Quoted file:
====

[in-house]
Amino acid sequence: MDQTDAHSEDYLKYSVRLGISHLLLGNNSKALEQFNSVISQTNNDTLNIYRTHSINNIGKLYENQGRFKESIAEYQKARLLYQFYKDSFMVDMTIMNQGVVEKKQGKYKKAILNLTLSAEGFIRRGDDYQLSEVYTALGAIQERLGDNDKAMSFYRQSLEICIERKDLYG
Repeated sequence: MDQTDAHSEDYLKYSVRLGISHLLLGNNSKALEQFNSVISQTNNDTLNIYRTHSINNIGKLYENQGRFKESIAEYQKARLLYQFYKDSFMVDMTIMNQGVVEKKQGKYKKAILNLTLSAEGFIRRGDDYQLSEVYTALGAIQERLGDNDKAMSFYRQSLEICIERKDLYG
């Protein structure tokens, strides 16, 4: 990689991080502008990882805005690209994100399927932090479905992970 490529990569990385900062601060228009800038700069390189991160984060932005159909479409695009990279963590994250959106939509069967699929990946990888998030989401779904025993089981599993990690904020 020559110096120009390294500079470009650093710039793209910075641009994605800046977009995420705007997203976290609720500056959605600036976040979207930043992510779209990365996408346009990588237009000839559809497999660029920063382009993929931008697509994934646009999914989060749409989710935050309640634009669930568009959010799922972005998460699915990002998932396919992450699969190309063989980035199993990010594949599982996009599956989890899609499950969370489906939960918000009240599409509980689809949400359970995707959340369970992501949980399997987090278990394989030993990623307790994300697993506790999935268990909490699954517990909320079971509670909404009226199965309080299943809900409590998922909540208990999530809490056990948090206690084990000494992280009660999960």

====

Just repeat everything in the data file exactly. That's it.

[in-house]
Amino acid sequence: MDQTDAHSEDYLKYSVRLGISHLLLGNNSKALEQFNSVISQTNNDTLNIYRTHSINNIGKLYENQGRFKESIAEYQKARLLYQFYKDSFMVDMTIMNQGVVEKKQGKYKKAILNLTLSAEGFIRRGDDYQLSEVYTALGAIQERLGDNDKAMSFYRQSLEICIERKDLYG
Repeated sequence: MDQTDAHSEDYLKYSVRLGISHLLLGNNSKALEQFNSVISQTNNDTLNIYRTHSINNIGKLYENQGRFKESIAEYQKARLLYQFYKDSFMVDMTIMNQGVVEKKQGKYKKAILNLTLSAEGFIRRGDDYQLSEVYTALGAIQERLGDNDKAMSFYRQSLEICIERKDLYG
């Protein structure tokens, strides 16, 4: 990689991080502008990882805005690209994100399927932090479905992970 490529990569990385900062601060228009800038700069390189991160984060932005159909479409695009990279963590994250959106939509069967699929990946990888998030989401779904025993089981599993990690904020 020559110096120009390294500079470009650093710039793209910075641009994605800046977009995420705007997203976290609720500056959605600036976040979207930043992510779209990365996408346009990588237009000839559809497999660029920063382009993929931008697509994934646009999914989060749409989710935050309640634009669930568009959010799922972005998460699915990002998932396919992450699969190309063989980035199993990010594949599982996009599956989890899609499950969370489906939960918000009240599409509980689809949400359970995707959340369970992501949980399997987090278990394989030993990623307790994300697993506790999935268990909490699954517990909320079971509670909404009226199965309080299943809900409590998922909540208990999530809490056990948090206690084990000494992280009660999960």